“People will judge for themselves that [who co-owns] the paper isn’t as important as the people who write and edit it,” said Timpone, 32, who describes himself as a conservative who has been active in Illinois Republican politics.

He welcomes opposing views — on the op-ed page. “No one is convinced by a one-sided argument.”

If the Madison County courthouse was so chock-full of incredible stories, why was nobody else writing about them or interested in starting their own local paper, Timpone was asked. Investors often don’t recognize a good opportunity, Timpone explained. He also criticized the St. Louis Post Dispatch, which covers the region, for focusing only on criminal cases. A Nexis search of Post-Dispatch stories over the past several years, however, produced a large number of stories on civil lawsuits, long before the Record arrived on the scene.

Panel members predicted that advocacy journalism will grow rapidly in years to come. Panelist Patrick Chisholm, an online columnist for the Christian Science Monitor, cited three reasons, all of them obvious:

— Technology. The Internet makes publishing simple and inexpensive. Many web-based publications also link to traditional news stories, adding an appearance of credibility — and objectivity.

— Perceived biases of the mainstream media. Some conservative organizations don’t think they’re getting a fair shake and are seeking outlets for their views.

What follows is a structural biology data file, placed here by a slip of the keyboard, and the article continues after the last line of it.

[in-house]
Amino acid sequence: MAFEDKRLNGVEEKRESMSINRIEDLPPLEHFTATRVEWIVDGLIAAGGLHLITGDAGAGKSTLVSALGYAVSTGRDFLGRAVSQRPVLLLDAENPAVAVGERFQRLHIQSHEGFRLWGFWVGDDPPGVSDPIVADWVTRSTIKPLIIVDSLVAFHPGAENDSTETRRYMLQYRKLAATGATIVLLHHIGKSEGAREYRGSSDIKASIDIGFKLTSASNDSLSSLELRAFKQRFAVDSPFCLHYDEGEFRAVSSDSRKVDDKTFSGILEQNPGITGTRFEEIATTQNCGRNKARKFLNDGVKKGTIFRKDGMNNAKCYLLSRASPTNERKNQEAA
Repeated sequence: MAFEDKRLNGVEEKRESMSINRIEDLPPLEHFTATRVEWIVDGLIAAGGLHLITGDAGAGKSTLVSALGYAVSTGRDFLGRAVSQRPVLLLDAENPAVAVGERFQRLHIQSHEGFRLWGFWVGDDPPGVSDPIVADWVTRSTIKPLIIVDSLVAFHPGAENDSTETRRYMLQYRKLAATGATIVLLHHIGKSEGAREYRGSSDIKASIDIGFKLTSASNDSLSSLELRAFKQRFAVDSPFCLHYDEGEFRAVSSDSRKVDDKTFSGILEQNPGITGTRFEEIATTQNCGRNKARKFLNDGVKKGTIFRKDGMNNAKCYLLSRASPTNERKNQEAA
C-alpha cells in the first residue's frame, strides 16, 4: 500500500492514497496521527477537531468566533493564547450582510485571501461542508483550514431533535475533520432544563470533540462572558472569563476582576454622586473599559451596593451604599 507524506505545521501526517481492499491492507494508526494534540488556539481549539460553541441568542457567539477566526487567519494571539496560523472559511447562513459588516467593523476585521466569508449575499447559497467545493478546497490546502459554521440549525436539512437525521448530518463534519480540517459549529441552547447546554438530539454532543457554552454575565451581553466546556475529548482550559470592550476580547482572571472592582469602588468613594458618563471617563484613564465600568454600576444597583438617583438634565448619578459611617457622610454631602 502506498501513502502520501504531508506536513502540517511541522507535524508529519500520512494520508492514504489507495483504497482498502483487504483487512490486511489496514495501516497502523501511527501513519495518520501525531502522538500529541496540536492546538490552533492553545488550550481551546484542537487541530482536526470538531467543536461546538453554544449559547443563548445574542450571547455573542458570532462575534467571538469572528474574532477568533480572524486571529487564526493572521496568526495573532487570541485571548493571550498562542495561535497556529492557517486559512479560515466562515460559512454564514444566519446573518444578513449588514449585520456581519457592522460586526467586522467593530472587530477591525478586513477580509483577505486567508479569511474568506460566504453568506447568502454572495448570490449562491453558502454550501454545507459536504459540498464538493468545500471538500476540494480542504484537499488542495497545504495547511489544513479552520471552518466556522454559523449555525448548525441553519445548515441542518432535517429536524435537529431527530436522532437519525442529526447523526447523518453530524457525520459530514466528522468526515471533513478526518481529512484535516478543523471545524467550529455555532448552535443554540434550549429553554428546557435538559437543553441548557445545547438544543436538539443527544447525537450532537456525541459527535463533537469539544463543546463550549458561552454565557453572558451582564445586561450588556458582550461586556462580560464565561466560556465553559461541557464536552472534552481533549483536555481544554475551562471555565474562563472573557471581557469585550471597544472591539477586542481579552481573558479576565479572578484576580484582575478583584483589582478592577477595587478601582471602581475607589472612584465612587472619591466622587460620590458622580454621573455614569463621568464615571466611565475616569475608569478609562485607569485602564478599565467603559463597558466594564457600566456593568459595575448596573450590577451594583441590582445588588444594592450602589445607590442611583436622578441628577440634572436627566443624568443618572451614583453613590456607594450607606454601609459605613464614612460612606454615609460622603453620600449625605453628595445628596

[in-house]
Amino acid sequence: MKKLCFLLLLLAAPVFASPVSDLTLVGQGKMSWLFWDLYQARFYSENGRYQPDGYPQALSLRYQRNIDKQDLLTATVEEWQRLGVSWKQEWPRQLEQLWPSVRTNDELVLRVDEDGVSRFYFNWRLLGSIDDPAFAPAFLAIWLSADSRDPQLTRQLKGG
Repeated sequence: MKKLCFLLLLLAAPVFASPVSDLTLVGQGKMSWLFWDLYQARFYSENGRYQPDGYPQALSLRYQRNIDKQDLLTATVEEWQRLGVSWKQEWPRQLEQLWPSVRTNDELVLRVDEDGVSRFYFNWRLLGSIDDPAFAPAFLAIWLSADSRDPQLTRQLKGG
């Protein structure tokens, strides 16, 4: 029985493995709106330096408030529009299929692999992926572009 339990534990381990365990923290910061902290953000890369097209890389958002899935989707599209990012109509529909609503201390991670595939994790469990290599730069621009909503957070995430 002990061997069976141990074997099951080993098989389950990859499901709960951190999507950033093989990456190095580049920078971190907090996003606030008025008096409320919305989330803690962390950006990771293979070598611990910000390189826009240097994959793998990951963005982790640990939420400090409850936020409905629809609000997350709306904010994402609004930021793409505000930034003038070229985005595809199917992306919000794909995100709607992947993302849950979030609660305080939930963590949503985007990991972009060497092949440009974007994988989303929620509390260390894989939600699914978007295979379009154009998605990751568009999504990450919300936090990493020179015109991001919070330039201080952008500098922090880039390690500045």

— Changes in the 2002 McCain-Feingold Act. Just as the act gave rise to many so-called “527” advocacy groups in this 2004 presidential campaign, it also opened the door for agenda-driven organizations to get into the media business. Chisholm explained the law’s impact in a story last month. Owning your own media outlet, he wrote, “gives you complete freedom to say anything you want, endorse or oppose any candidate, and spend as much money as you please in distributing your information. What you can’t say in an ad, you can say in the very same newscast or in the very same newspaper.”

“I think there will be a lot more of this in the future,” Chisholm told the audience. Eventually, Congress may get involved to better define who is a journalist, said Chisholm. And that will lead to a “very messy fight,” he predicted.

Freedman concluded the panel with a question: “Ten years from now, will 90 percent of information come from a group with an agenda?” The panelists agreed that it probably will. And they were A-okay with that.

“As long as I know whose viewpoint it is, that’s fine,” said SPJ’s Willie Schatz.

Correction: The above has been corrected to reflect Brian Timpone’s correct age.

Susan Q. Stranahan wrote for CJR.